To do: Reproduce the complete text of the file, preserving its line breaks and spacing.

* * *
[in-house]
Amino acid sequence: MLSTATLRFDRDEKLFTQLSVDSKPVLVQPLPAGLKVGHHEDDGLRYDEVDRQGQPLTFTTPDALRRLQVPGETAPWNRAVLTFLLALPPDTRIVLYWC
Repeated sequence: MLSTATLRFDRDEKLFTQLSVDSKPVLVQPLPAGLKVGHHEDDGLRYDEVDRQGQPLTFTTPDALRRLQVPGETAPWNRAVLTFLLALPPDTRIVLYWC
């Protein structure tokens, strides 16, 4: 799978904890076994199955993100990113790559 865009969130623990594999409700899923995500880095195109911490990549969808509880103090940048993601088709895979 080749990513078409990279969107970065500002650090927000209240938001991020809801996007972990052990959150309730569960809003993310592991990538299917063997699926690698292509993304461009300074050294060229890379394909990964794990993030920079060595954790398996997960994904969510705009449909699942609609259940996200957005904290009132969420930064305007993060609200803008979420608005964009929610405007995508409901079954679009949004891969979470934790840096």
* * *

[in-house]
Amino acid sequence: MLSTATLRFDRDEKLFTQLSVDSKPVLVQPLPAGLKVGHHEDDGLRYDEVDRQGQPLTFTTPDALRRLQVPGETAPWNRAVLTFLLALPPDTRIVLYWC
Repeated sequence: MLSTATLRFDRDEKLFTQLSVDSKPVLVQPLPAGLKVGHHEDDGLRYDEVDRQGQPLTFTTPDALRRLQVPGETAPWNRAVLTFLLALPPDTRIVLYWC
């Protein structure tokens, strides 16, 4: 799978904890076994199955993100990113790559 865009969130623990594999409700899923995500880095195109911490990549969808509880103090940048993601088709895979 080749990513078409990279969107970065500002650090927000209240938001991020809801996007972990052990959150309730569960809003993310592991990538299917063997699926690698292509993304461009300074050294060229890379394909990964794990993030920079060595954790398996997960994904969510705009449909699942609609259940996200957005904290009132969420930064305007993060609200803008979420608005964009929610405007995508409901079954679009949004891969979470934790840096």